So it should be no surprise that Loblaw and Metro suspended their discretionary “hero pay” after just two months; that LTC homes (which, in fairness, exist in both public and private forms) remain chronically understaffed and offer employees poor working conditions; that migrant farmworkers continue to work and die in farms rife with outbreak (in fact, the province actually sanctioned this); or that landlords have continued to raise rents, and will soon be able to evict tenants again (it will be even easier this time) in the middle of a pandemic-induced recession.
Discretion and its discontents
In reality, grocery stores, farm owners, and landlords should’ve never had a choice. As it relates to workplaces, it’s a no-brainer that during a pandemic the province should mandate universal paid sick days to keep everyone healthy, while also hiking the minimum wage and making hazard pay permanent. If the province had intervened this way, all workers couled have fallen under equal protections and been afforded equal freedoms and benefits.
In LTC homes, both public and private, action is absolutely crucial as the province stares down a potential second wave of the virus. While working in more than one home is presently banned (and it should be) the province is simply “encouraging” LTC homes to pay their employees what they’ve lost in wages. And there remains a shortfall in staff to respond to the growing needs of LTC home residents.
With respect to housing, evictions and rent hikes ought to be suspended for the duration of the pandemic as finances remain precarious for a large segment of the population, and for the foreseeable future.
Of course, no one imagines the Tories intervening in this manner—it’s just not in line with conservative politics. But the seriousness of the pandemic has made acknowledging private sector malfeasance (which, under normal circumstances, might otherwise be ignored) almost unavoidable. Malfeasance, now, can mean that people will die. Ford himself recognizes the stated issues as troubling, even preventable or in need of a response. So it’s hard to sit back and watch without saying, “Then do something.”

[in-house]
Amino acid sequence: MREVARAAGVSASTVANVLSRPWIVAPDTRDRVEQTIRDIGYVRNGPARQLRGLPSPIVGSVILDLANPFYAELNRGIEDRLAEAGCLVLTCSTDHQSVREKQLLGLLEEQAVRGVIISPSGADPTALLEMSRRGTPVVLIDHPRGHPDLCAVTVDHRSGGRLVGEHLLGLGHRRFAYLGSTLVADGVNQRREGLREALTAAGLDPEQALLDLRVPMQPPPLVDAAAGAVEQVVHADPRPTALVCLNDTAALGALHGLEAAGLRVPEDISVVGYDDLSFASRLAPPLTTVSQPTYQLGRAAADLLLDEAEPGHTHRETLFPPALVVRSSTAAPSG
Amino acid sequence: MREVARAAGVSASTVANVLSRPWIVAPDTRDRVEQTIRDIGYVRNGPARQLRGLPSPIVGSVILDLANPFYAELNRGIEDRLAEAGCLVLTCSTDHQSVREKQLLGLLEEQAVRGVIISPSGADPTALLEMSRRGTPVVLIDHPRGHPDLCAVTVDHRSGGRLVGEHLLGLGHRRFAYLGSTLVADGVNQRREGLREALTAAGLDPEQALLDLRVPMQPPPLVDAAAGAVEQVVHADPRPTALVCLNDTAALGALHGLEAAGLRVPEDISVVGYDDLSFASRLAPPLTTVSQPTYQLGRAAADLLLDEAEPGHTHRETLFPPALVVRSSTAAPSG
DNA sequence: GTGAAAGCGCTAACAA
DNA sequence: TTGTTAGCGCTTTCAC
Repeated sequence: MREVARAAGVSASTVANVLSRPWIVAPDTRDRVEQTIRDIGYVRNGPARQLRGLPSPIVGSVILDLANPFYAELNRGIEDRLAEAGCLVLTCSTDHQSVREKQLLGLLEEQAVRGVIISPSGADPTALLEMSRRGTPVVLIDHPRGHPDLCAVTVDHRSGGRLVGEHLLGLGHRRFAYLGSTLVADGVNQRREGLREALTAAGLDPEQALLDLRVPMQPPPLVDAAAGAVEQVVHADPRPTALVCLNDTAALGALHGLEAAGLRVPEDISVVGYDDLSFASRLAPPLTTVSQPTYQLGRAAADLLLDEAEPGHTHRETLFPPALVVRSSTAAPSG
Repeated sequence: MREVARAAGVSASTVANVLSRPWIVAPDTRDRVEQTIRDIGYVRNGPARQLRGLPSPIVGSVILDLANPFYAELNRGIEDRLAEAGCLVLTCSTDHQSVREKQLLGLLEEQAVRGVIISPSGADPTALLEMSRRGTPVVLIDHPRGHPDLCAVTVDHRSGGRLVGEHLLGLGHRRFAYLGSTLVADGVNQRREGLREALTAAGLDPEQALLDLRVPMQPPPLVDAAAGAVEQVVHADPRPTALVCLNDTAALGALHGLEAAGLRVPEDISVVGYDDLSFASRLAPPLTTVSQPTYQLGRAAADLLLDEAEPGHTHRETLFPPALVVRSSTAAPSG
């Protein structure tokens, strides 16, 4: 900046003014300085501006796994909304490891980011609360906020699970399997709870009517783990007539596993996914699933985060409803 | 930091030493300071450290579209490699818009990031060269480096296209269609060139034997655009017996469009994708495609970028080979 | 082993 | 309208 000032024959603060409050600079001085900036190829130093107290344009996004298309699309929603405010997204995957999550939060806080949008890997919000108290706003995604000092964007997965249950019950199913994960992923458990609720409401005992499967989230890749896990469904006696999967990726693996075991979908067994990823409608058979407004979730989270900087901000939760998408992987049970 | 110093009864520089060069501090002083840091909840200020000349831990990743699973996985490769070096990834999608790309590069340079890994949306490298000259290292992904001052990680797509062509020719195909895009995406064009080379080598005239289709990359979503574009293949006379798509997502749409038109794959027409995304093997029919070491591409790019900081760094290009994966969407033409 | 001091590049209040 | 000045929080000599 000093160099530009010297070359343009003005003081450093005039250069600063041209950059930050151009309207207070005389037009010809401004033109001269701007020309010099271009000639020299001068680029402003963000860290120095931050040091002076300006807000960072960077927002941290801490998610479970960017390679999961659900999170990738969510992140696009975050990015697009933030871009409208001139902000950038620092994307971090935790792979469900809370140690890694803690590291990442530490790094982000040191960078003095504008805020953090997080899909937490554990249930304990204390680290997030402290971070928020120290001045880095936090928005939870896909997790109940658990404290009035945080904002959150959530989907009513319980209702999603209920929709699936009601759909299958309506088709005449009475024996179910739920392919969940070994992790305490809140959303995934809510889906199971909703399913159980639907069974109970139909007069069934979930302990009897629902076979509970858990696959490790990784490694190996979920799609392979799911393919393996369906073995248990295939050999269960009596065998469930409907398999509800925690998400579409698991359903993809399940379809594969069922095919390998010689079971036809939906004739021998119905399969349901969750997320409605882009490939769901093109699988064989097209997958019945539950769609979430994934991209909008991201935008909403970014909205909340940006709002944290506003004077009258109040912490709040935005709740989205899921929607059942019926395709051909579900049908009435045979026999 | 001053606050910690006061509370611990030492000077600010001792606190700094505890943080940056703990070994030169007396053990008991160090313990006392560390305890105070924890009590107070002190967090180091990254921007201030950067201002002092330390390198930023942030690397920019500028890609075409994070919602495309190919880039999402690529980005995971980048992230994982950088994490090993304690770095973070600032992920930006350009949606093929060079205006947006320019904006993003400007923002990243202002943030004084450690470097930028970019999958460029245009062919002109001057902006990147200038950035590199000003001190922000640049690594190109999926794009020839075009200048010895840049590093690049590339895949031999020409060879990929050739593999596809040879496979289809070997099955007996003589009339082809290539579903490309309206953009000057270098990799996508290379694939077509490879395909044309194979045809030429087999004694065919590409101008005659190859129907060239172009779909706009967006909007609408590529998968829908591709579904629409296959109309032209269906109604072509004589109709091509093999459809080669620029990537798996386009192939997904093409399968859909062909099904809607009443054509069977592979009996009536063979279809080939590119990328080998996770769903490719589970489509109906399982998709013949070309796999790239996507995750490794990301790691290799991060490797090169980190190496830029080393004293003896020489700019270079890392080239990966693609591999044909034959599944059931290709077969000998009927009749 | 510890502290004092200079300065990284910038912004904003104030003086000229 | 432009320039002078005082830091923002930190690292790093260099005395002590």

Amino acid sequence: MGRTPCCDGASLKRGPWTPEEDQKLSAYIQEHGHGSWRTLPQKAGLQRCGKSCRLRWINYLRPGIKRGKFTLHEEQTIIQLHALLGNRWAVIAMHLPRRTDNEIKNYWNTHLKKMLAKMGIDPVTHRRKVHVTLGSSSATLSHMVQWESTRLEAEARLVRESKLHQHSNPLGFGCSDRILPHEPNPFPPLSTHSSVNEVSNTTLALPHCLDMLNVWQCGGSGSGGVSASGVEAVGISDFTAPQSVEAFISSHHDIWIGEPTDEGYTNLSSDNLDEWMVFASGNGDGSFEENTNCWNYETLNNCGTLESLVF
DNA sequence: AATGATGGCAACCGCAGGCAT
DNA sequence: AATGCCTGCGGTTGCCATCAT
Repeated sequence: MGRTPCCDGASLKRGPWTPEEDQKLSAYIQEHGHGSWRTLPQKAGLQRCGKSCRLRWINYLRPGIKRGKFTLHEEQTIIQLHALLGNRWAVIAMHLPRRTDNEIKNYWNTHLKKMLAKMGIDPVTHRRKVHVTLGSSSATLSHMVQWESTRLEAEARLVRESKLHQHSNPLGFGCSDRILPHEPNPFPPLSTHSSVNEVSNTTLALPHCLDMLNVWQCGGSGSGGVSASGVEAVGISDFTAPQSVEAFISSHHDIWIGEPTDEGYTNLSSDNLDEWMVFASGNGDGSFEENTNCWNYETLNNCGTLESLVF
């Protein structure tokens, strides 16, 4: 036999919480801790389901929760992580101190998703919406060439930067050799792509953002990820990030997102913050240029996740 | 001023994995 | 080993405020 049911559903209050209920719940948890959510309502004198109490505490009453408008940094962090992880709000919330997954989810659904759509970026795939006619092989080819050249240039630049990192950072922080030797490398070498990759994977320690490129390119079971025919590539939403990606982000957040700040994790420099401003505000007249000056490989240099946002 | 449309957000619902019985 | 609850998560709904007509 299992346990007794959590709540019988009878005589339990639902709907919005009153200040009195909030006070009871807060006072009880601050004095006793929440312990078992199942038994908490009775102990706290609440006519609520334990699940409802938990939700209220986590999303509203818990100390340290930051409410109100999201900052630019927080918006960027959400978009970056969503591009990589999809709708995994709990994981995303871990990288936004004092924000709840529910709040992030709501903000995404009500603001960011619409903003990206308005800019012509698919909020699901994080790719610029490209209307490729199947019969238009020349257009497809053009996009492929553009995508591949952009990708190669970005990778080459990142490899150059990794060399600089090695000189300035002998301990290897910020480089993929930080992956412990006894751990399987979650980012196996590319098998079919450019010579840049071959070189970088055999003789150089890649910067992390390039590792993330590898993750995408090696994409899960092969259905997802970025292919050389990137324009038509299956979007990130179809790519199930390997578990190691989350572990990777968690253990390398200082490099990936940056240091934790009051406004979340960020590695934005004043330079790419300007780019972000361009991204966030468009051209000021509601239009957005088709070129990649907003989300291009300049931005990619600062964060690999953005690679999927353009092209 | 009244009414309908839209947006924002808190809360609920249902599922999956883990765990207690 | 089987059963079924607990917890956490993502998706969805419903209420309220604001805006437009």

With the ball of discretion largely in the private sector’s court, no one can really be surprised when it serves its own interest first and foremost. The government’s fake dismay when it does serve its own interest calls to mind the Eric Andre meme where he shoots co-host Hannibal Burress and, concerned, proclaims to the camera: “Who killed Hannibal?”
The non-interventionist approach to face covering policies is another area of concern. Masks have repeatedly been tied to success in reducing the spread of the virus, particularly in countries with a mask-wearing culture like China, Japan and Vietnam, to name just a few. Yet the province refused to take leadership on implementing a provincial mask policy for the major jurisdictions, leaving cash-strapped municipalities to implement policies and enforce them themselves. Because of this, the application of regulations appears to differ quite radically from business to business and city to city. How diligently one private business might enforce mask policies might sway you toward them (or away), compared with a different one another town away. Even the difference between your local butcher and the McDonald’s across the street could be night and day.